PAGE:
Parameters: y – true function values yhat – predicted function values $-\frac{1}{n}\sum_{i=1}^n\big[y \times \log \hat{y}+(1-y) \times \log (1-\hat{y})\big]$

y must be a binary vector, e.g. elements in {True, False} yhat must be a vector of probabilities, e.g. elements in [0, 1]

Lower is better.

Note

This loss function should only be used for probabilistic models.

optunity.metrics.mse(y, yhat)[source]

Returns the mean squared error between y and yhat.

Parameters: y – true function values yhat – predicted function values $\frac{1}{n} \sum_{i=1}^n \big[(\hat{y}-y)^2\big]$

Lower is better.

>>> mse([0, 0], [2, 3])
6.5

optunity.metrics.npv(y, yhat, positive=True)[source]

Returns the negative predictive value (higher is better).

Parameters: y – true function values yhat – predicted function values positive – the positive label number of true negative predictions / number of negative predictions
optunity.metrics.pr_auc(ys, yhat, positive=True, presorted=False, return_curve=False)[source]

Computes the area under the precision-recall curve (higher is better).

Parameters: y – true function values yhat – predicted function values positive – the positive label presorted (bool) – whether or not ys and yhat are already sorted return_curve (bool) – whether or not the curve should be returned
>>> pr_auc([0, 0, 1, 1], [0, 0, 1, 1], 1)
1.0

>>> round(pr_auc([0,0,1,1], [0,1,1,2], 1), 2)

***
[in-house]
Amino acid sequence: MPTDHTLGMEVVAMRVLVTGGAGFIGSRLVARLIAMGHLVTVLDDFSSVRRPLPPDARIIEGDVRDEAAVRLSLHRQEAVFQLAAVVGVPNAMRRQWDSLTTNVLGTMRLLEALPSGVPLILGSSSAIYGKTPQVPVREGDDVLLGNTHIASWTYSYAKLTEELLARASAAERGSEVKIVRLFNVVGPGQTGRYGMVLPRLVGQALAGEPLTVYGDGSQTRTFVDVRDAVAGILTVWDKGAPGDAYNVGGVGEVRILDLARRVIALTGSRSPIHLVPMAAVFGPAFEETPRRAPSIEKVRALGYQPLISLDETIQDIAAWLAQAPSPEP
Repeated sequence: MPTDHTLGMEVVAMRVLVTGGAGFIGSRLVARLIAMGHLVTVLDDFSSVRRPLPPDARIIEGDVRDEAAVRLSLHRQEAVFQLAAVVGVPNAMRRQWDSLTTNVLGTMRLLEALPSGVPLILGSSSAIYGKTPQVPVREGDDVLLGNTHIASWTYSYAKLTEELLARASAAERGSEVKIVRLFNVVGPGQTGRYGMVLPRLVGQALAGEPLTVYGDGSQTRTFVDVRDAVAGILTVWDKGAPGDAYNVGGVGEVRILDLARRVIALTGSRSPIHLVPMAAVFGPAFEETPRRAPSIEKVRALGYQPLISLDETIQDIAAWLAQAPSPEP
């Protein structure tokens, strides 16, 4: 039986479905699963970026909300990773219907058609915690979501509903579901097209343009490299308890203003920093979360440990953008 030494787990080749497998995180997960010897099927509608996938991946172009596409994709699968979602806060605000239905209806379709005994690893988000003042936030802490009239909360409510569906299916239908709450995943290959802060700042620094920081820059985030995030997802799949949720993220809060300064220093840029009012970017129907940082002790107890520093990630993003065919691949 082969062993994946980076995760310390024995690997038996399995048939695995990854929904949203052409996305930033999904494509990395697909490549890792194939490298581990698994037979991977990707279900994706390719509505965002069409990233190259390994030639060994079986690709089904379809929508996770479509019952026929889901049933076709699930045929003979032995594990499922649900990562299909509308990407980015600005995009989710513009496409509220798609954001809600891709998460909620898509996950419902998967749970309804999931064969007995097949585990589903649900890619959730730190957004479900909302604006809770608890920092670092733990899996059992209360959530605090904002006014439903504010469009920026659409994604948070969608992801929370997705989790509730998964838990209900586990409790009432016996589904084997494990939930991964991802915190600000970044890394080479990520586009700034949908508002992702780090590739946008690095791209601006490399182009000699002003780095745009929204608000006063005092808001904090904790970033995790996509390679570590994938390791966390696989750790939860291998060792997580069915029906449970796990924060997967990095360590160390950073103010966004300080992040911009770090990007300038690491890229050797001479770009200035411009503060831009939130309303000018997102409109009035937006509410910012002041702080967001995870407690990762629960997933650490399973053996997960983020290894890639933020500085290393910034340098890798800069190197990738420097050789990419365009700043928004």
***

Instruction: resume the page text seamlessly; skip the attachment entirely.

0.92


Note

Precision is undefined at recall = 0. In this case, we set precision equal to the precision that was obtained at the lowest non-zero recall.

optunity.metrics.precision(y, yhat, positive=True)[source]

Returns the precision (higher is better).

Parameters: y – true function values yhat – predicted function values positive – the positive label number of true positive predictions / number of positive predictions
optunity.metrics.pu_score(y, yhat)[source]

Returns a score used for PU learning as introduced in [LEE2003].

Parameters: y – true function values yhat – predicted function values $\frac{P(\hat{y}=1 | y=1)^2}{P(\hat{y}=1)}$

y and yhat must be boolean vectors.

Higher is better.

 [LEE2003] Wee Sun Lee and Bing Liu. Learning with positive and unlabeled examples using weighted logistic regression. In Proceedings of the Twentieth International Conference on Machine Learning (ICML), 2003.
optunity.metrics.r_squared(y, yhat)[source]

Returns the R squared statistic, also known as coefficient of determination (higher is better).

Parameters: y – true function values yhat – predicted function values positive – the positive label $R^2 = 1-\frac{SS_{res}}{SS_{tot}} = 1-\frac{\sum_i (y_i - yhat_i)^2}{\sum_i (y_i - mean(y))^2}$
optunity.metrics.recall(y, yhat, positive=True)[source]

Returns the recall (higher is better).

Parameters: y – true function values yhat – predicted function values positive – the positive label number of true positive predictions / number of true positives
optunity.metrics.roc_auc(ys, yhat, positive=True, presorted=False, return_curve=False)[source]

Computes the area under the receiver operating characteristic curve (higher is better).

Parameters: y – true function values yhat – predicted function values positive – the positive label presorted (bool) – whether or not ys and yhat are already sorted return_curve (bool) – whether or not the curve should be returned
>>> roc_auc([0, 0, 1, 1], [0, 0, 1, 1], 1)
1.0

>>> roc_auc([0,0,1,1], [0,1,1,2], 1)
0.875